Should Americans Be Offered Japan’s Micro Kei Cars?
Only a select few have the privilege of visiting Japan during their brief stent on this over-sized asteroid we call Earth, and even fewer get the opportunity to see those distant shores more than once in a lifetime. I am not one of these people.
In the past decade alone, I have visited Japan close to 20 times, and have had the honor of seeing some of the most sensational race cars up close, eating the wildest delicacies imaginable, and drinking more than my share of high-grade chilled sake. I have climbed bamboo covered mountains, ridden bullet trains that run faster than a two-year-old’s nose, and lounged in the most extravagant hot springs imaginable. But all of these experiences pale in comparison to the wonder I found within the confines of a tiny little contraption called “The Kei Car.”
Literally translated, a Kei car, K-car, or Kei Jidōsha, is a “light automobile” which is usually a commuter car designed for fuel efficiency and space saving. According to modern Japanese regulations, a Kei Car cannot have an engine larger than 1.4 liters, and has a very low insurance and tax bracket. They can be equipped with any two-wheel or four-wheel drivetrain configuration, are surprisingly spacious inside, cost little more than a pack of Juicy Fruit to own and operate, and are a breeze to parallel park.
Toss in a massive amount of airbags (absent of the Takata recall naturally), every tech upgrade imaginable, and some clever styling, and we have a car that is tailor-made to the finicky Generation Z buyer I reported on a while back. So what’s holding America back from offering us these amazing little machines of futuristic proportions? The answer proves to be a bit more simple than one might think.
First of all, most Kei cars are designed exclusively for sale in Japan, so left-hand drive models are not even available most of the time. Secondly, America’s Department of Transportation (DOT) standards are quite different than those found in Japan. With our faster highway speeds, and the populace saying “who needs ‘em in the first place?” it would be quite the field day for inspectors when they see a shipment of these Japanese “toy cars” wash up on their shores.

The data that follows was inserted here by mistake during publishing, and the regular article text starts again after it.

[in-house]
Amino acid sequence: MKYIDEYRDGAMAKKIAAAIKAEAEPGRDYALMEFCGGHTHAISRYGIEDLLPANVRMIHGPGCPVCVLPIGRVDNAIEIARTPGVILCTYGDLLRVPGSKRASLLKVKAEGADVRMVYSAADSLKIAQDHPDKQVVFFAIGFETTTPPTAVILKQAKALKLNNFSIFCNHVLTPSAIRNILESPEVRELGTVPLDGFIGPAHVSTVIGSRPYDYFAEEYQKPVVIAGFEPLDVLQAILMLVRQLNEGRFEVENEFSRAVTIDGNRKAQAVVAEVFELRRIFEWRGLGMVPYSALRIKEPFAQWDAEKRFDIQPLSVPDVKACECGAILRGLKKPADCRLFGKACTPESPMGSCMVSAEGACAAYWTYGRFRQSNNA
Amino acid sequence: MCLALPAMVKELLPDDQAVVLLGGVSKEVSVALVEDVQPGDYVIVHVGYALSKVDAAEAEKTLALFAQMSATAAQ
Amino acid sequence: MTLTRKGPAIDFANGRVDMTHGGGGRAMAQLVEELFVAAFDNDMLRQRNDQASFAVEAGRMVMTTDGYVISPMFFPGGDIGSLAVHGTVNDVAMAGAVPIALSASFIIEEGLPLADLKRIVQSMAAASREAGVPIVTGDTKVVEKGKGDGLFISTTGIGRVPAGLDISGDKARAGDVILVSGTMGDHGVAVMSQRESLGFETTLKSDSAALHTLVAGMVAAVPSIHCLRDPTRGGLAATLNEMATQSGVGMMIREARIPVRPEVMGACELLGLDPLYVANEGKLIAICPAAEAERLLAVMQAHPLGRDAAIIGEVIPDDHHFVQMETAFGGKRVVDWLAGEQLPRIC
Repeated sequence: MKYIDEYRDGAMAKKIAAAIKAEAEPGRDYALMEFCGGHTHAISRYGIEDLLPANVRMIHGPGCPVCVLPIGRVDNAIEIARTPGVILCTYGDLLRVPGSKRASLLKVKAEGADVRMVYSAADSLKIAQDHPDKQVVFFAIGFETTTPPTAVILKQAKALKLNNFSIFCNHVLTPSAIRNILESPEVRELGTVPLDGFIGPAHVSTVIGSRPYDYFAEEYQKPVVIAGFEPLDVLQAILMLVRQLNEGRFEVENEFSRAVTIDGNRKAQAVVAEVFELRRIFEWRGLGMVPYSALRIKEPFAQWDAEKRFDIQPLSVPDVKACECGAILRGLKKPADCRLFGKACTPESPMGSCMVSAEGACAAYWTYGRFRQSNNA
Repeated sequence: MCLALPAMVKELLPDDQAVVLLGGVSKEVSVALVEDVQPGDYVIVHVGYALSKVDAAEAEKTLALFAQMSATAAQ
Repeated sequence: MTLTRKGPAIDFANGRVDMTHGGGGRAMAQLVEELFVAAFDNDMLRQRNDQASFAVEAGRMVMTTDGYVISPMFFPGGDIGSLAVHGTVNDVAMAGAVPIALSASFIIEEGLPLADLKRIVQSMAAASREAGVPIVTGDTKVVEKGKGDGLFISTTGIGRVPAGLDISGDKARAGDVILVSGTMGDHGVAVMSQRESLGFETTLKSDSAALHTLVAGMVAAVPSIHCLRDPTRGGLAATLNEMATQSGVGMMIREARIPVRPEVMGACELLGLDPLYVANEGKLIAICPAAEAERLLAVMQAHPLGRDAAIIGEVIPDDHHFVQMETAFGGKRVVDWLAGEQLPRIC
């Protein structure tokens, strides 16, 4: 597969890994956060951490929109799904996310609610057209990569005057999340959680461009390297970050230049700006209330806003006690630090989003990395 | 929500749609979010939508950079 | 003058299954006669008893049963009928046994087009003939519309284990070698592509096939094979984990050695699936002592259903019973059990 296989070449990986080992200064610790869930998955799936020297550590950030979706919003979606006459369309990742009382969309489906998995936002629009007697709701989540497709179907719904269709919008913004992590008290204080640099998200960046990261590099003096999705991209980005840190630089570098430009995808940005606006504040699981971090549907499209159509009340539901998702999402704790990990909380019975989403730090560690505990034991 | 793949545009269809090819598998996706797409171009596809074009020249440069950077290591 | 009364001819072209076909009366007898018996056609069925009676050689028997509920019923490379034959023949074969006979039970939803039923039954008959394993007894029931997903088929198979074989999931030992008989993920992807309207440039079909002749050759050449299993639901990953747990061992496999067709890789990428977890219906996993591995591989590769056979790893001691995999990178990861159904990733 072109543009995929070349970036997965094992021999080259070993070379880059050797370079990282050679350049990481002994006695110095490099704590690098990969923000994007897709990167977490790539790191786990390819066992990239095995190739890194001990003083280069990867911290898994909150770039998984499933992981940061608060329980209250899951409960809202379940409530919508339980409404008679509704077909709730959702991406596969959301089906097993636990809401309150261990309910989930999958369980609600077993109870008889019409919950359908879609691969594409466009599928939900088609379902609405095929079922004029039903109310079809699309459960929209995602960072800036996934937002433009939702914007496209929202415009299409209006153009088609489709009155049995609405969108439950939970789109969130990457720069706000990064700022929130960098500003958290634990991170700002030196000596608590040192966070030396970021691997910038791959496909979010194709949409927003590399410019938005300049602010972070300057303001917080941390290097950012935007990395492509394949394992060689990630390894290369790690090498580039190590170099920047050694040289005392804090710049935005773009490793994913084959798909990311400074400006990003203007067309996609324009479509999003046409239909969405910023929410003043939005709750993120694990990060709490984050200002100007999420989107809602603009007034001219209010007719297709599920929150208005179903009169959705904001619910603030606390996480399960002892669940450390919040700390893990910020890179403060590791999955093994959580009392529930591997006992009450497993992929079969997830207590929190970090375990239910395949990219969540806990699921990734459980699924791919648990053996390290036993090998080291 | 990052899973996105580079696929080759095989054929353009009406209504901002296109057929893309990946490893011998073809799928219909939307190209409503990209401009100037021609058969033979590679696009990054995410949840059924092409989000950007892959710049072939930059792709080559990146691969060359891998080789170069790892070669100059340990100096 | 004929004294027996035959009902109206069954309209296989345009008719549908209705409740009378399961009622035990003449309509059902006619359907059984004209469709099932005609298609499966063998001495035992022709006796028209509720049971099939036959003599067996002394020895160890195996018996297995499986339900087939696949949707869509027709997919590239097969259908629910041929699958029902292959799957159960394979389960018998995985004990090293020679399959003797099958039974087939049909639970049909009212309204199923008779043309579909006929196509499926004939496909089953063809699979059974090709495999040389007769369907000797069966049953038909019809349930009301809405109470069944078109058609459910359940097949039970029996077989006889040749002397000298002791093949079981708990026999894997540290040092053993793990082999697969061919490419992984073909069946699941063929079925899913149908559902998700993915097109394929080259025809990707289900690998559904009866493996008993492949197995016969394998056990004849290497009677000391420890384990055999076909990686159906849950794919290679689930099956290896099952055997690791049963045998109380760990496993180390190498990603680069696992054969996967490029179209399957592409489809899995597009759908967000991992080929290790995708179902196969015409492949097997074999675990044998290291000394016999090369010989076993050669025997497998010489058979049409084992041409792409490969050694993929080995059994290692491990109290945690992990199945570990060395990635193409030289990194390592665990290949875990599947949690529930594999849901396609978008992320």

There also is the manufacturer’s concern that Americans wouldn’t be interested in a low horsepower, itty-bitty car, what with the plethora of full-sized, V8-toting SUVs and trucks one sees liberally sprinkled across the American landscape. But this shouldn’t discourage Japanese manufacturers, because they might not know it yet, but the Kei Car might just have the upper hand here.
With more drivers becoming obsessed with fuel efficiency, there is no reason why the Kei Car shouldn’t be a worthy option on any car salesman’s roster. Despite having the equivalent of sewing machines for engines, the modern Kei Car can easily be equipped with a turbocharger from the factory like the Honda Vamos van, and we see no reason why a supercharger cannot be slapped on one to eliminate turbo-lag.
The steering wheel is on the wrong side of the car? That never stopped Japanese manufacturers from sending us factory converted Accords, Legacys, and GT-R Skylines with the steering wheel on the left side and 100% DOT approved. And if someone even dares to raise the argument that these little pip-squeaks are too tiny for our roadways, I shall be quick to point out the fact that the Smart Fourtwo, the Mini Cooper, the Chevy Spark, and others are all road legal here, and they are smaller than most Kei Cars.
So who is the target market for a wee little car like this? Well to be honest, a lot of people. With their super low emissions these cars would pass emission inspections with flying colors, and will undoubtedly appeal to all the hybrid owners out there who have realized that the 90-pound cobalt-filled hybrid battery in the trunk of their car is actually really bad for the environment. This kind of car is also undeniably attractive to the aforementioned Generation Z buyer, who wants something cheap to purchase, own, and insure; all while still being tech-filled, easy to drive, and attractive to the eye.
This car is also ideal for any urban dwelling individual who needs something that can get around the city center with great ease, and is not a total pain to park. But the Kei Car isn’t just limited to city folk; rural drivers will appreciate the fact that many models come equipped with all-wheel drive, and don’t require an $80 fill-up every time they head to the market for dish soap and toiletries. And for those of us who are over six feet tall (myself included), rest assured in knowing that the Japanese have designed these little boxes to be surprisingly spacious. Not once have I found myself grimacing in pain in the backseat of a modern Kei Car van due to the use of low seat rails and extended cabin height.
Don’t get me wrong, I am not saying that the Kei Car is perfect for every American who wants a small car. Trunk space is usually limited at best, and when working on their engines, maneuvering room is at a premium. And there is no denying the fact that there is virtually nothing masculine about a single Kei car, ever.
But despite its obvious lack of “macho appeal,” I still feel strongly that there is no reason why we as Americans shouldn’t be offered these cars. Isn’t that why we have such a wide variety of cars to choose from in the first place? Shouldn’t we at least have the option to choose something that is even more efficient and practical than what is already offered? Variety is the spice of life, or so the saying goes. Maybe it’s time we get a tiny taste of what the far East has to offer.
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